Tuesday, November 19, 2013

Hi, my name is Cheri, and I made two quilts.

There it is, quilt number two. Based on a woodland themed nursery that's going to be mostly neutral. Since we are expecting number two, I figured it would make sense to get this out of the way now. So three years from now there's limited fighting over the single quilt. I'm just ensuring an argument-free future by doing a little late-night sewing, that's all.

So here she is in all her glory:

Monday, November 18, 2013

DIY woodland tictactoe game: the finished product

Okay so I'm going to go a little backwards on this one. First I'll show you the project, then I'll break it down with tutorials on how to make each piece. Which works out great since I have a few to make for Christmas gifts.

I had this crazy idea pop into my head one day, and three days later I was finally able to get it out of my brain and into a tangible product. Sometimes creativity is a curse. I made the fox discs after some Target ornament inspiration, and the mushrooms were a design for the new nursery. Both were easy to make and I'll show you how in separate tutorials. The tictactoe board was a simple mini-quilt if you will, made up of 9 - 3.5" squares. Again, I'll do a separate tutorial for that as well.

For now you get to see how cute the end product is:

Friday, November 08, 2013

DIY Wooden Mushroom Ornaments: a tutorial

Well, last night was a crafting success. I instructed 20+ ladies on making these, and not a single one thought they were difficult! Everyones was completely different and they all wanted to make more. So here is a quick photo-guided tutorial in case you want to make some of these babies on your own. I warn you though, they're highly addicting...

First, some supplies you'll need are pictured below. Twine, wood glue, paint, brushes and of course the wood pieces. I've shot a close-up of the packaging of the two wood crafting shapes I've used so you'll know exactly what to look for. I purchased mine at Hobby Lobby.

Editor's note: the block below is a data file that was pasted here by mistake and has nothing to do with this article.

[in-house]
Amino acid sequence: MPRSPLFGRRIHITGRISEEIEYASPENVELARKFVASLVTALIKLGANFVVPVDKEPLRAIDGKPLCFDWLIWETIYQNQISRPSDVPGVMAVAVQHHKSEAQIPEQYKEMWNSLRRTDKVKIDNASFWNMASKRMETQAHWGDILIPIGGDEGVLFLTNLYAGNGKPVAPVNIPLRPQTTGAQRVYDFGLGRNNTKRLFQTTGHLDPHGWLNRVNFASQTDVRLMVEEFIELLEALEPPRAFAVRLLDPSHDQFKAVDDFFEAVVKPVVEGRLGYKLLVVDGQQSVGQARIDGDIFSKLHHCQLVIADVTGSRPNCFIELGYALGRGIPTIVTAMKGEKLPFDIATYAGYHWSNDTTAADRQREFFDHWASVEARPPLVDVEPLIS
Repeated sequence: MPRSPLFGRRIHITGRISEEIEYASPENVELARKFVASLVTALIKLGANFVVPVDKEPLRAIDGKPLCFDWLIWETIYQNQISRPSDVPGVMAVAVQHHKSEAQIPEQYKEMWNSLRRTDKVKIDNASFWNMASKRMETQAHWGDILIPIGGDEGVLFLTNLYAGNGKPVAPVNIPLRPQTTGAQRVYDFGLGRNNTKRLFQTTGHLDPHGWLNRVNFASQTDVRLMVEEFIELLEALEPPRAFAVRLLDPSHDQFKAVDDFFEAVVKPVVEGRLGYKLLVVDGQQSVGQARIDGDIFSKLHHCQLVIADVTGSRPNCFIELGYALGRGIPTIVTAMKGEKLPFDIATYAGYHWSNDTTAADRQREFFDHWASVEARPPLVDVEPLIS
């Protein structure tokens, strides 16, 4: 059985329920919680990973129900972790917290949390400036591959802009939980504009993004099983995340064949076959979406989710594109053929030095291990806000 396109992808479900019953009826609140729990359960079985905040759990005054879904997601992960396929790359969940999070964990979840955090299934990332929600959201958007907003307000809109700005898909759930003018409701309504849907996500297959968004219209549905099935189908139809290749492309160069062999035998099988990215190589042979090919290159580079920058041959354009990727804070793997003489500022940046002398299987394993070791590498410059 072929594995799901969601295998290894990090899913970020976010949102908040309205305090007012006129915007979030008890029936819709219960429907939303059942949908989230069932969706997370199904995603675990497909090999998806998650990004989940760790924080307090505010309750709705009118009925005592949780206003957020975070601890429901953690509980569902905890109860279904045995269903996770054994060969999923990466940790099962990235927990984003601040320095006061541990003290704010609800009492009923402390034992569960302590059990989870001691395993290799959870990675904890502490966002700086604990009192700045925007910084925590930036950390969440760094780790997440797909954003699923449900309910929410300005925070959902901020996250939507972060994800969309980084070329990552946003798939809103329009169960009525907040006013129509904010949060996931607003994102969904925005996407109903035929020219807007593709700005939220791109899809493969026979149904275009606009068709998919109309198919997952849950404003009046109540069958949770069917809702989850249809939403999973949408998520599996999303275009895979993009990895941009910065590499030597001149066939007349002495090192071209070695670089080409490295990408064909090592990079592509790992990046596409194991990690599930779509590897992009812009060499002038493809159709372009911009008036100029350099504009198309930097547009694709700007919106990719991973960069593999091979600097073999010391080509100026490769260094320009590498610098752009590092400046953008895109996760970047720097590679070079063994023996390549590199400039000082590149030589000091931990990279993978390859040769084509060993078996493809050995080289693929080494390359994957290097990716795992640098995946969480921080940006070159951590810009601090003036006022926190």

The actual first step that I forgot to document is drilling a small hole in the top of the split ball in order to screw in the eyelet. The eyelets can also be purchased from Hobby Lobby for $1.99. Now start to paint your top and bottom. An easy way to hold the little guys while painting is by the eyelet for the top of the mushroom and by placing the bottom of the mushroom on the wood end of a paintbrush pictured below. 

Once you've finished painting your wood pieces, you will glue them together. Use a small amount of wood glue and smooth out with your finger. Don't use too much or it will get messy when you press the pieces together. Attach the bottom to the flat center of the top like this:

Now you can start to paint your dots/circles. One girl last night even painted stripes, which was adorable. You can really be creative at this part if you want, or like me just stick with small and medium size spots.

There is one additional step that is completely optional. I coated just the spotted tops in a layer of mod podge. It gave them a bit of a sealed look and feel. A little less matte if you will.

And there you have it. For ornaments, cut and attach a little bit of twine to the eyelet and you're done. If you want to use them for packaging, just attach them to whatever ribbon or twine you're wrapping your box with. You can also skip attaching an eyelet if you want to keep them for figurines or standing. They would make great pieces for a homemade tic tac toe game. So if you're anything like me, you'll go make about a million of these to use as you please. Enjoy!

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